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35 minutes ago, angelica said:

 On the men's side, I don't see much happening.

Maybe Aran Bell. Let’s see how his Romeo debut goes. 

28 minutes ago, fondoffouettes said:

Osipova is in the house. Things look good for tonight.

Oh yeah, baby!!  🥂 

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Posted (edited)
1 hour ago, angelica said:

IMHO, Sarah Lane and Daniil Simkin did a completely satisfying Giselle at their Wednesday matinee performance.

I do agree with you that ABT's principal roster is a disaster right now. On the women's side, with Brandt, Trenary, and Hurlin in the wings, and maybe Ogawa and K. Williams, this may work itself out in time, hopefully sooner rather than later. On the men's side, I don't see much happening.

Angelica,  I love Lane, I am a big supporter of hers and while I found her 1st act magnificent on Wednesday I was not as enthusiastic about her second act. It was good, certainly but I didn't think it was great and last year it was great. There've been numerous analyses here so I won't rehash it all again, I'll just say that while I thought she was mostly excellent from the waist down I had issues with her upper body.  Head and neck positioning but especially the romantic arm positions fell completely by the wayside. Don't get me wrong, her arms were lovely but they weren't in the romantic style and for the second act of Giselle that is a big no-no in my book. Plus something indefinable was missing.

Contrast that with Hee Seo - whose technique is nowhere near Lane's level - Seo's first act was just ok and while her second act had some issues (low arabesques and jumps) her epaulmant was textbook Romanticism and utterly gorgeous.  For act 2 Giselle I want Lane from the waist down and Seo from the waist up. These are the dilemmas we are faced with today at ABT.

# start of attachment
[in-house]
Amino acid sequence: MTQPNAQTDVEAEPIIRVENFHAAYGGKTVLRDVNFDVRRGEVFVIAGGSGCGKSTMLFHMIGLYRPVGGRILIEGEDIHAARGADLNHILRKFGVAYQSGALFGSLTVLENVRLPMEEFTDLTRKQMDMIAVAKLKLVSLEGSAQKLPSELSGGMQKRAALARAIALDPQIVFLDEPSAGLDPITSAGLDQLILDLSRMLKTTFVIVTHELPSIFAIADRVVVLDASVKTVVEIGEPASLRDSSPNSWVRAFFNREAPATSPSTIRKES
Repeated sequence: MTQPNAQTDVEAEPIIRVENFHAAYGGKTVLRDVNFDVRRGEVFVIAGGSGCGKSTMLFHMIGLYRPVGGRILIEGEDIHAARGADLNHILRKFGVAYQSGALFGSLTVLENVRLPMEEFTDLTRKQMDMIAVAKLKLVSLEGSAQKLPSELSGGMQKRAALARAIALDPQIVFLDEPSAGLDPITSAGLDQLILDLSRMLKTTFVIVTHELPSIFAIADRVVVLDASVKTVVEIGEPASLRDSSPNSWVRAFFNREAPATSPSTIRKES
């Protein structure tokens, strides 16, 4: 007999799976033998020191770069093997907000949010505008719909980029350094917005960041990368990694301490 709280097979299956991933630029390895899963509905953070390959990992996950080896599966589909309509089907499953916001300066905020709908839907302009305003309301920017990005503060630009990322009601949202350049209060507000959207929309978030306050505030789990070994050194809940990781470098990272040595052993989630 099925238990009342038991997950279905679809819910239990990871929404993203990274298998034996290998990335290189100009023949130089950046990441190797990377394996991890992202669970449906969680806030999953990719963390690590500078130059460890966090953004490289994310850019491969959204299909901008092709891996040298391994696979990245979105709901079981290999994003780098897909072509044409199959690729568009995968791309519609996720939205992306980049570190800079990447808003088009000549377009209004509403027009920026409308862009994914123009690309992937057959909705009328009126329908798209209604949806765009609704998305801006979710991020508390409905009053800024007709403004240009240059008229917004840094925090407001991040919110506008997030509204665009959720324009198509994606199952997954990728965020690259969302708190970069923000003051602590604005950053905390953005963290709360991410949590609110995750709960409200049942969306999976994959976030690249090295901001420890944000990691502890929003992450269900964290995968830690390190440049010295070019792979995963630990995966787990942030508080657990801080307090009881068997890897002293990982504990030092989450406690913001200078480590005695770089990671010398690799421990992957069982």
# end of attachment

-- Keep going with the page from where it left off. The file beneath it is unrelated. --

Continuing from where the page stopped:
Regarding the future, I have great hopes for Trenary but she will take time to develop. The other dancers you mentioned are all talented but its a long way from being a talented dancer to becoming a great artist and most talented dancers never make it that far.

Edited by nysusan
My apologies for turning Angelica into Angela, edited to correct!

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12 minutes ago, nysusan said:

  Head and neck positioning but especially the romantic arm positions fell completely by the wayside. Don't get me wrong, her arms were lovely but they weren't in the romantic style and for the second act of Giselle that is a big no-no in my book. Plus something indefinable was missing.

Sadly, yes, I noticed the lack of Romantic port de bras in Sarah's Act II (one word from Kolpakova and that is correctable), and yet I was still at the edge of my seat. What I love most about her is that she is small, but she dances large. The amount of space she covers with every step I find thrilling. I tend to prefer dancers with long legs, and yet Sarah's extensions are like an optical illusion, as they keep going higher and higher.

I'm completely with you, though, in your perception that ABT is no longer a world class company.